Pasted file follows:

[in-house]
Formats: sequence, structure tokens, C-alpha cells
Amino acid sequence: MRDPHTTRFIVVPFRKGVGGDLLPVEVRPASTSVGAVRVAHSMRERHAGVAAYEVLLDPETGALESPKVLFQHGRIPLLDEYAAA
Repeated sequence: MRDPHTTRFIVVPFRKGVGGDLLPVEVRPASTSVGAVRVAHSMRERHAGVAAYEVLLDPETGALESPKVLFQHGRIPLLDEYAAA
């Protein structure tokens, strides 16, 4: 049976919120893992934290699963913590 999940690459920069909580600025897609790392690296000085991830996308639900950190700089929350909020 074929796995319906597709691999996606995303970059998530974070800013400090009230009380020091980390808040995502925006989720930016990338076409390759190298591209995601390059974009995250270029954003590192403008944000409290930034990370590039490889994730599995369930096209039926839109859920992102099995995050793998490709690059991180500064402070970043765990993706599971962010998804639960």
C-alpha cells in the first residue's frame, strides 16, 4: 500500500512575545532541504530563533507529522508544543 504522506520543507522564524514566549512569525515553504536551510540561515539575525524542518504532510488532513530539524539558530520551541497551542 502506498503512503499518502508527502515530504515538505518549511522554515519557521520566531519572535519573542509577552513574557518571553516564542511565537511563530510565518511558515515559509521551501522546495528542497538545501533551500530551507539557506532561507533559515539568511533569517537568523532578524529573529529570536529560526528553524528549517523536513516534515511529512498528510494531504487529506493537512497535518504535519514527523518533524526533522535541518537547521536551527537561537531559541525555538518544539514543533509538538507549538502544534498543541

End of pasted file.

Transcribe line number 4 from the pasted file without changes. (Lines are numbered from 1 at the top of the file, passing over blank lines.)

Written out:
Repeated sequence: MRDPHTTRFIVVPFRKGVGGDLLPVEVRPASTSVGAVRVAHSMRERHAGVAAYEVLLDPETGALESPKVLFQHGRIPLLDEYAAA